@Lazar-Demin as always, thanks for the response! I literally keep this open waiting for developments as they occur ;)
I am assuming that this information will come, but you seemed to point out something I was worried about:
I have a bunch of static and/or dynamic libraries I want to link with, but without control of a makefile, I can't ensure the resultant application is built/linked properly. This is a slight downside, but, I can just build something that requires static libs myself, at that point, as I'd have more capabilities myself then cloud compile would actually give me.
To that end, I just realized that I could extend the docker container I made up for nodejs compiling to utilize the toolchain and create a arbitrary programs given a directory filled with makefiles/sources/static libs.
Nominally, I could mount a directory of a project via -v flag to draw in any git repo for building in my toolchain container. I could then have a build hook/script within the container or in the git repo that, post-build step, POSTs the results to onion cloud for loading and installation to the omega. This would entail that I also, along with mounting the project directory, perhaps mount the credentials directory for the specific API key I want to post to. . .
Love it! Now that onion cloud/ubus/api integration is up, I feel the community can move at a much faster pace. I feel, though, that perhaps you should invite and open up your design meetings to members of the community (as much as you can without sacrificing your competitive edge) so that community advocates can do this sort of documentation and whiteboarding for you ;) I mean, I'm happy to spitball all my good ideas and all, but I feel you all should get to your core business and allow critical functions to be taken over by your dedicated and fanatical community.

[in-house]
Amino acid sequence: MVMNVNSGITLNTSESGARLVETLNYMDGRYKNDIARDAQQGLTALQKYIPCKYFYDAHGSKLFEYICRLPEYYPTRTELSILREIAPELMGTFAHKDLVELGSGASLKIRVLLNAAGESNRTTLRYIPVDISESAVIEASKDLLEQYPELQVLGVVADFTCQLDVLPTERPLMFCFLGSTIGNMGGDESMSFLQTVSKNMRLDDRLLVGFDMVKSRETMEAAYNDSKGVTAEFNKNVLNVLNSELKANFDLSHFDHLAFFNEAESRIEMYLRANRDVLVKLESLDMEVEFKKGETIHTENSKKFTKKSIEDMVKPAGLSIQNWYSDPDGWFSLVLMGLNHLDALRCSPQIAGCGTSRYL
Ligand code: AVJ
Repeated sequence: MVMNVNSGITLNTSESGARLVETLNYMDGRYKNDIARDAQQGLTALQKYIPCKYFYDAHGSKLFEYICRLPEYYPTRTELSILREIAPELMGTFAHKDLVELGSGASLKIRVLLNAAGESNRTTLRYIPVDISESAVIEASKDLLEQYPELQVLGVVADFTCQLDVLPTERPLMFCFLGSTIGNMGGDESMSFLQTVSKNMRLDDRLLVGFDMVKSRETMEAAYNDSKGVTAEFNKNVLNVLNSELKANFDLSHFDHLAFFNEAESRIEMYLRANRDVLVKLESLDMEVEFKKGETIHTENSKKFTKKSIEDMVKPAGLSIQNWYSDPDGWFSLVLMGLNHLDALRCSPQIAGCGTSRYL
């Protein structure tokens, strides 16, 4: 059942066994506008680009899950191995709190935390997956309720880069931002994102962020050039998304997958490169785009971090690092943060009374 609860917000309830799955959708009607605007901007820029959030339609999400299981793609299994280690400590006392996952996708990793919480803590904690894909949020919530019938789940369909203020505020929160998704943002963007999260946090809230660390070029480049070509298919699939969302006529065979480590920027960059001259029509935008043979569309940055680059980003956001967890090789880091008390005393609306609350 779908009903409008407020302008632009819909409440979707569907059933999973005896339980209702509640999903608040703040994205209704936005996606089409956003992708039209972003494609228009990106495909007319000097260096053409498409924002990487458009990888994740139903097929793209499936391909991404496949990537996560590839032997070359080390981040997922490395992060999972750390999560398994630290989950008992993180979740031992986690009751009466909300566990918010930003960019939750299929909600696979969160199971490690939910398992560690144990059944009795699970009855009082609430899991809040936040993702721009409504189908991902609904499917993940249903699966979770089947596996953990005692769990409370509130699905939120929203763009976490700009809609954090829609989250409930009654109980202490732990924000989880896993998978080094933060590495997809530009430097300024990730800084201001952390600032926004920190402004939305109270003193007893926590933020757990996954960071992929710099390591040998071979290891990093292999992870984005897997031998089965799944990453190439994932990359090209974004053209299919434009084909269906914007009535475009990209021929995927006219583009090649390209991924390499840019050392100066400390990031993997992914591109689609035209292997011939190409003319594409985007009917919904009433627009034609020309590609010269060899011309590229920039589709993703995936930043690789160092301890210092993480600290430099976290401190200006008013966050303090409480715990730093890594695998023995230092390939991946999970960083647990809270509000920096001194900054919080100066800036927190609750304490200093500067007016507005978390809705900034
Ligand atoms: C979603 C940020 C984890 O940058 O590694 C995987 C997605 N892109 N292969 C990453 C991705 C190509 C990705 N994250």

I just realized that specific software driver profile loadouts could be housed on custom and small flash drives that could ship all needed packages (which opkg could later update once installed) for a specific hardware kit ordered from the store. Really, for the above to make sense, I do believe that we'd need to tweak the OS to allow for running packages installed outside of root, such that the 16MB root partition can house only the absolute essential bootstrapping tech, while the external usb hub is required to run the actual application/project software necessary.
I have only used motion on the raspberry pi, but it's function is to take a photo or short video when motion is detected. It is a much simpler algorithm than opencv. You can actually use opencv to detect objects and faces. I haven't used it yet, but now have a book on the project and intend to try to get it to recognize members of my family.
I was able to get the omega to stream video pretty easily (there are other threads). It was a pain to get the streaming library compiled on the pi.
Logitech QuickCam® Sphere AF works using mjpg_streamer and the webcam app on the latest firmware. Plugged an old one I had and worked out of the box but only when connected directly to the Omega (didn't work when trying it on a non-powered USB hub). Now on to look into controlling pan and tilt.